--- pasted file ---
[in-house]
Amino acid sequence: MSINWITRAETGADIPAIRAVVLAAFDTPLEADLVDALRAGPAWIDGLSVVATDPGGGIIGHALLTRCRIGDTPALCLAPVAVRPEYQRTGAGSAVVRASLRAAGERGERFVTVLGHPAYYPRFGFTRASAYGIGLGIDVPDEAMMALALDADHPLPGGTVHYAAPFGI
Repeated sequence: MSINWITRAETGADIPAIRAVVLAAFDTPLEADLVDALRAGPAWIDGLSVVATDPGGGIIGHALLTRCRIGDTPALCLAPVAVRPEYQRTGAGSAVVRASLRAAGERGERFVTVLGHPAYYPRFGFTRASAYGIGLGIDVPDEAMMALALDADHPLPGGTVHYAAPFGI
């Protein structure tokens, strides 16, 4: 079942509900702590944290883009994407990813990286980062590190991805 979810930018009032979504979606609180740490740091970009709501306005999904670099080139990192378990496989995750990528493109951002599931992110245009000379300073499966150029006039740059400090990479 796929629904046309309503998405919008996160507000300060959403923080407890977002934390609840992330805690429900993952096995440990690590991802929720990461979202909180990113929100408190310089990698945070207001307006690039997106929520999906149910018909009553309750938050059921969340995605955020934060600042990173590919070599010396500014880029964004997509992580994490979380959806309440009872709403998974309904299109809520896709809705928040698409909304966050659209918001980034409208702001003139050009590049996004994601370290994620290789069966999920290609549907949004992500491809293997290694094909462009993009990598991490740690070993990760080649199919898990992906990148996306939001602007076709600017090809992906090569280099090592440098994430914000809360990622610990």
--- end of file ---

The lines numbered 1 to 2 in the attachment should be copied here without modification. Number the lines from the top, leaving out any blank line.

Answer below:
[in-house]
Amino acid sequence: MSINWITRAETGADIPAIRAVVLAAFDTPLEADLVDALRAGPAWIDGLSVVATDPGGGIIGHALLTRCRIGDTPALCLAPVAVRPEYQRTGAGSAVVRASLRAAGERGERFVTVLGHPAYYPRFGFTRASAYGIGLGIDVPDEAMMALALDADHPLPGGTVHYAAPFGI